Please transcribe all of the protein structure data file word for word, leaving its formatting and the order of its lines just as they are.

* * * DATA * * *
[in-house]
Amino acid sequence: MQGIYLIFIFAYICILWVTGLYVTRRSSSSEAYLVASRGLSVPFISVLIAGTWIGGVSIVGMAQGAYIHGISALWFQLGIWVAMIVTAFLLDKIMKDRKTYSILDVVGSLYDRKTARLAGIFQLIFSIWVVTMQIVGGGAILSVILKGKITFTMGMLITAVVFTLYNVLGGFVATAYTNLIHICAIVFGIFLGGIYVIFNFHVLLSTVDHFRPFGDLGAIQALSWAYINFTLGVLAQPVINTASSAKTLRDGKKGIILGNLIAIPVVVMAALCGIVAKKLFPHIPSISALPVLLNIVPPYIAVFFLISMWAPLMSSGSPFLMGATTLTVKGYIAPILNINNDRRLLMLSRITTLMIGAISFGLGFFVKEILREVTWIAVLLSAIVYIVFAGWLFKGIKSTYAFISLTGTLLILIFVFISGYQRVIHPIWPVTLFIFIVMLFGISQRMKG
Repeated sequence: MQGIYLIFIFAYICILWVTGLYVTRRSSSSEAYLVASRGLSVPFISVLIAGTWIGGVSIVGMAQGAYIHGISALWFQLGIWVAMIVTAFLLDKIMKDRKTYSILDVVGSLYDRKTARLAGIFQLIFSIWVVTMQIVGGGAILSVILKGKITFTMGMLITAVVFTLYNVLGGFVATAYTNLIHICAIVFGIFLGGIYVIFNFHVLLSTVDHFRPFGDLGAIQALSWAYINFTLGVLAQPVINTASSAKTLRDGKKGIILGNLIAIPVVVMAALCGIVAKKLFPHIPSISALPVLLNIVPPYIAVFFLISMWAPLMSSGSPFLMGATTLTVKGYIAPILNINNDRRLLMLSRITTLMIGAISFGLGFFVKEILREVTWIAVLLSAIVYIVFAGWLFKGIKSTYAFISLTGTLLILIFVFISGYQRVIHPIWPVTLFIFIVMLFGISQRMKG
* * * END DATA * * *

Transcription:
[in-house]
Amino acid sequence: MQGIYLIFIFAYICILWVTGLYVTRRSSSSEAYLVASRGLSVPFISVLIAGTWIGGVSIVGMAQGAYIHGISALWFQLGIWVAMIVTAFLLDKIMKDRKTYSILDVVGSLYDRKTARLAGIFQLIFSIWVVTMQIVGGGAILSVILKGKITFTMGMLITAVVFTLYNVLGGFVATAYTNLIHICAIVFGIFLGGIYVIFNFHVLLSTVDHFRPFGDLGAIQALSWAYINFTLGVLAQPVINTASSAKTLRDGKKGIILGNLIAIPVVVMAALCGIVAKKLFPHIPSISALPVLLNIVPPYIAVFFLISMWAPLMSSGSPFLMGATTLTVKGYIAPILNINNDRRLLMLSRITTLMIGAISFGLGFFVKEILREVTWIAVLLSAIVYIVFAGWLFKGIKSTYAFISLTGTLLILIFVFISGYQRVIHPIWPVTLFIFIVMLFGISQRMKG
Repeated sequence: MQGIYLIFIFAYICILWVTGLYVTRRSSSSEAYLVASRGLSVPFISVLIAGTWIGGVSIVGMAQGAYIHGISALWFQLGIWVAMIVTAFLLDKIMKDRKTYSILDVVGSLYDRKTARLAGIFQLIFSIWVVTMQIVGGGAILSVILKGKITFTMGMLITAVVFTLYNVLGGFVATAYTNLIHICAIVFGIFLGGIYVIFNFHVLLSTVDHFRPFGDLGAIQALSWAYINFTLGVLAQPVINTASSAKTLRDGKKGIILGNLIAIPVVVMAALCGIVAKKLFPHIPSISALPVLLNIVPPYIAVFFLISMWAPLMSSGSPFLMGATTLTVKGYIAPILNINNDRRLLMLSRITTLMIGAISFGLGFFVKEILREVTWIAVLLSAIVYIVFAGWLFKGIKSTYAFISLTGTLLILIFVFISGYQRVIHPIWPVTLFIFIVMLFGISQRMKG